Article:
5 minutes with Di Smyth and Clare Strand

“The show is very much grounded in Surrealist themes – specifically with movement, machinery, dust, frottage, sex and chance”

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“But Clare Strand is not like other photographers, and there is one thing that marks her out as one of the UK’s most exciting practitioners in photography today – she is an illusionist” Review by Barry W Hughes for SMBH 

“But Clare Strand is not like other photographers, and there is one thing that marks her out as one of the UK’s most exciting practitioners in photography today – she is an illusionist” Review by Barry W Hughes for SMBH 

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“The space felt more like a factory of thought, with the spectator experiencing the inner cogs of a photographer’s imagination. The jarring and challenging relationship Strand has with the medium being laid bare for us to see” Review by Harry Rose, Darwin Magazine.

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Material, 2015
Monochrome Film incased in an aluminium box with peephole

Material (Still), looking through the Peephole.

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Retouch  are hand printed, fibre-based monochrome photographic prints made using an extreme retouching technique - a hammer and metal punches.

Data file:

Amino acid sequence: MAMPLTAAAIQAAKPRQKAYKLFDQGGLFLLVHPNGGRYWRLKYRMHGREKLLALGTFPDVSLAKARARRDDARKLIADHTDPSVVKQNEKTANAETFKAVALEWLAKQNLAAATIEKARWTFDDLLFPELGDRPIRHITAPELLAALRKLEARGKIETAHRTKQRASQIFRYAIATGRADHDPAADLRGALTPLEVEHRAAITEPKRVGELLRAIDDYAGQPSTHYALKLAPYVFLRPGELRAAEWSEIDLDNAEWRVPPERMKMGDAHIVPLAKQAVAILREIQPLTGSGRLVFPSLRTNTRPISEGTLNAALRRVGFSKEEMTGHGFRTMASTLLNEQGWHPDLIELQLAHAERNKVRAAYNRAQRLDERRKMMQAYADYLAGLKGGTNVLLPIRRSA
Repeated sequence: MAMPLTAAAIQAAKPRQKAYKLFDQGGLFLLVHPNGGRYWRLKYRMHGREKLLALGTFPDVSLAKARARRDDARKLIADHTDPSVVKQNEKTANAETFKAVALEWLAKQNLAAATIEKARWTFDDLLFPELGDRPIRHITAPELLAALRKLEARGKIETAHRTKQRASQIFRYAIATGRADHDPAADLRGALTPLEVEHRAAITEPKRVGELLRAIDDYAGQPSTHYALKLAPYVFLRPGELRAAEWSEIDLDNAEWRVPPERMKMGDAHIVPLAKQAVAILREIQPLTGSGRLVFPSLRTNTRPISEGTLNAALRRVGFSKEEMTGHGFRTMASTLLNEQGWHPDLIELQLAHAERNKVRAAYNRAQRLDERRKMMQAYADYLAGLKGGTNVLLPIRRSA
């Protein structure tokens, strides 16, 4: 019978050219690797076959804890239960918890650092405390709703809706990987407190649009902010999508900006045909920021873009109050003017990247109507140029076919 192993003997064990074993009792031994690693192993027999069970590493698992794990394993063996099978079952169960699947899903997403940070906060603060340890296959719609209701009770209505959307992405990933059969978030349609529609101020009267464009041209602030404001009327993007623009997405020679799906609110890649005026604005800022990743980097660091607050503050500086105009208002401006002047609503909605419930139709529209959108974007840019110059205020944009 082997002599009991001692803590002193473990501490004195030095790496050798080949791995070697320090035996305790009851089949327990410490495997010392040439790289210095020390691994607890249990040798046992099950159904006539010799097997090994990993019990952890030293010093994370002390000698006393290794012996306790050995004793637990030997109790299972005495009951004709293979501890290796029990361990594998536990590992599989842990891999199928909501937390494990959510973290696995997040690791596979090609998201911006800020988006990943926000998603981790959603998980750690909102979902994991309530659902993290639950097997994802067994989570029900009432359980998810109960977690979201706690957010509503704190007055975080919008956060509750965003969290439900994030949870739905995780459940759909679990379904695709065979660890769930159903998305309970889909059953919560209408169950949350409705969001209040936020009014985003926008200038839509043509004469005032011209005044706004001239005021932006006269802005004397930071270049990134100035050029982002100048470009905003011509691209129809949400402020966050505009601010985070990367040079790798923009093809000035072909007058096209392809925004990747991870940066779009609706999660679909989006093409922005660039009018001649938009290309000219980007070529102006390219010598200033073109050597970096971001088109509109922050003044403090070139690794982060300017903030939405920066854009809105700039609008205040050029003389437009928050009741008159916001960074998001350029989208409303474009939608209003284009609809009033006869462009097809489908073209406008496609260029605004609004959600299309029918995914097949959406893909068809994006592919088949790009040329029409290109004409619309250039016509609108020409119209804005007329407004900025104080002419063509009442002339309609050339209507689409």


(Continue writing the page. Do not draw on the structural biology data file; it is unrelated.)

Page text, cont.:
Retouch  are hand printed, fibre-based monochrome photographic prints made using an extreme retouching technique - a hammer and metal punches. 

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Happenstance Generator (from above).

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Output from Entropy Pendulum day 22.

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 Rubbings, are photographed sections of trees, at points of divergence.

 Rubbings, are photographed sections of trees, at points of divergence.

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Work, Rest and Play, Shenzhen Oct-Loft China and Minsheng Art Museum, Shanghai. Curated by The Photographers' Gallery. 9th May -23rd August 2015

Gone Astray Portraits by Clare Strand (pictured). Work, Rest, Play features over 400 images by thirty-eight acclaimed photographers and artists, presents a broad range of photographic practices, reflects upon the changing face of British culture over the last 50 years. The Gone Astray Portraits, (2002-3), may appear to faithfully reference the conventions of 19th century street portraiture yet on closer inspection the sitters are not regular street folk but a pre-selected cast, dressed by the photographer, and assigned props. The title, taken from Charles Dickens’ novella Gone Astray, 1853, ruminates on being lost in the city of London and the drama and pretense of the urban street. 

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